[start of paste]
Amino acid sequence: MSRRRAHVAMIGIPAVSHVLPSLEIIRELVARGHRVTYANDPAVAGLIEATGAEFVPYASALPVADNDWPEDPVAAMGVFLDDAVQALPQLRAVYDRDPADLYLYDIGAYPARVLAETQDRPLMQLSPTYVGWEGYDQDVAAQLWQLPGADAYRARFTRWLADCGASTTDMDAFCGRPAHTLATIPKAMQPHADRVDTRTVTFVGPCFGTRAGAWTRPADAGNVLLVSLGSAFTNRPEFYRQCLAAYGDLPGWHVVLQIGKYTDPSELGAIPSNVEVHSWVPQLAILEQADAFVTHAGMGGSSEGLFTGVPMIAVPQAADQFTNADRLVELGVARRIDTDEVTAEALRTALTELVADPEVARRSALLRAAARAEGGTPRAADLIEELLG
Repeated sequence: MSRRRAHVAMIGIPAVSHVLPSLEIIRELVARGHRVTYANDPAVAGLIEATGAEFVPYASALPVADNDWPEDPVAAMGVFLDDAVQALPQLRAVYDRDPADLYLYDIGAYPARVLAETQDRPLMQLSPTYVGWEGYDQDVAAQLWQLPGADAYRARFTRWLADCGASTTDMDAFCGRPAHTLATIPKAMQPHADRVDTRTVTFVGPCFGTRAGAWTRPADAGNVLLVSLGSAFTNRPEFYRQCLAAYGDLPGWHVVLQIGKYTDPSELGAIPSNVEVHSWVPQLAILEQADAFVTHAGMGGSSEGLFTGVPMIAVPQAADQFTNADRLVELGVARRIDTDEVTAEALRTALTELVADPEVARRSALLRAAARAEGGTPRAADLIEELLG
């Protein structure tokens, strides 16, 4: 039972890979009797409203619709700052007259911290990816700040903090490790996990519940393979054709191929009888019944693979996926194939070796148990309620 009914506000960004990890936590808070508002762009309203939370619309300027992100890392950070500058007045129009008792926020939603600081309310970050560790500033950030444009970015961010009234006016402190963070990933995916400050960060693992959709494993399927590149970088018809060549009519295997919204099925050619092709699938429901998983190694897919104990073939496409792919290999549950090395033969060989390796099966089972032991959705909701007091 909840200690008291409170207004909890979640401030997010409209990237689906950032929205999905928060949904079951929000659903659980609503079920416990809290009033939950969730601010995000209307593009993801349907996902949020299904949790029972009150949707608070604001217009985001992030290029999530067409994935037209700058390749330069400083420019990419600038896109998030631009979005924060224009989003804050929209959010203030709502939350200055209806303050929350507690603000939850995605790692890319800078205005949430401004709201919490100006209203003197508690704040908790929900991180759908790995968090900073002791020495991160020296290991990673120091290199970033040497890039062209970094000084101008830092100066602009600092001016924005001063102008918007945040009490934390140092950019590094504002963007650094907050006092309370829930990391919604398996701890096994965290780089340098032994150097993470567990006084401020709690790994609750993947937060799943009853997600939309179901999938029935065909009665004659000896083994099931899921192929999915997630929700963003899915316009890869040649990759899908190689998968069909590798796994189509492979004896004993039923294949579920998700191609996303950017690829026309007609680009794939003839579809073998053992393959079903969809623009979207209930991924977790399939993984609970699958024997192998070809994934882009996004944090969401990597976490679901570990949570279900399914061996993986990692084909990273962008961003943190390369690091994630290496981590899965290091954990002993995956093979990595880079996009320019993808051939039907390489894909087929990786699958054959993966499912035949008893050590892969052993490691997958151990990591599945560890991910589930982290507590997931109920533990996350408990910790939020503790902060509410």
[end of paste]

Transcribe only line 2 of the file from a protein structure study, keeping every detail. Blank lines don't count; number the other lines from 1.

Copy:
Repeated sequence: MSRRRAHVAMIGIPAVSHVLPSLEIIRELVARGHRVTYANDPAVAGLIEATGAEFVPYASALPVADNDWPEDPVAAMGVFLDDAVQALPQLRAVYDRDPADLYLYDIGAYPARVLAETQDRPLMQLSPTYVGWEGYDQDVAAQLWQLPGADAYRARFTRWLADCGASTTDMDAFCGRPAHTLATIPKAMQPHADRVDTRTVTFVGPCFGTRAGAWTRPADAGNVLLVSLGSAFTNRPEFYRQCLAAYGDLPGWHVVLQIGKYTDPSELGAIPSNVEVHSWVPQLAILEQADAFVTHAGMGGSSEGLFTGVPMIAVPQAADQFTNADRLVELGVARRIDTDEVTAEALRTALTELVADPEVARRSALLRAAARAEGGTPRAADLIEELLG